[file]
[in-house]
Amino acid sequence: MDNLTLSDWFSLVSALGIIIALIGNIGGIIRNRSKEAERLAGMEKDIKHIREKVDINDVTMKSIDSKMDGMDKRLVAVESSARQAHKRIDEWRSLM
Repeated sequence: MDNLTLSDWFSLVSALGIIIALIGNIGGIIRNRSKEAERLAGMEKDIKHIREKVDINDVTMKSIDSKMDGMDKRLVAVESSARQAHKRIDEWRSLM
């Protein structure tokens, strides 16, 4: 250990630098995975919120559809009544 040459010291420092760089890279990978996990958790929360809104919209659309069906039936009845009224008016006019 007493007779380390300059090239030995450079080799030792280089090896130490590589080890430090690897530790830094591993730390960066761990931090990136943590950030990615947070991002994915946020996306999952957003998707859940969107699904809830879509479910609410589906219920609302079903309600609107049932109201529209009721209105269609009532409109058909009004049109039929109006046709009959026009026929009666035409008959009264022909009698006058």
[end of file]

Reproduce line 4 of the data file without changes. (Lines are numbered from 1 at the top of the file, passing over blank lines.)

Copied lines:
């Protein structure tokens, strides 16, 4: 250990630098995975919120559809009544 040459010291420092760089890279990978996990958790929360809104919209659309069906039936009845009224008016006019 007493007779380390300059090239030995450079080799030792280089090896130490590589080890430090690897530790830094591993730390960066761990931090990136943590950030990615947070991002994915946020996306999952957003998707859940969107699904809830879509479910609410589906219920609302079903309600609107049932109201529209009721209105269609009532409109058909009004049109039929109006046709009959026009026929009666035409008959009264022909009698006058």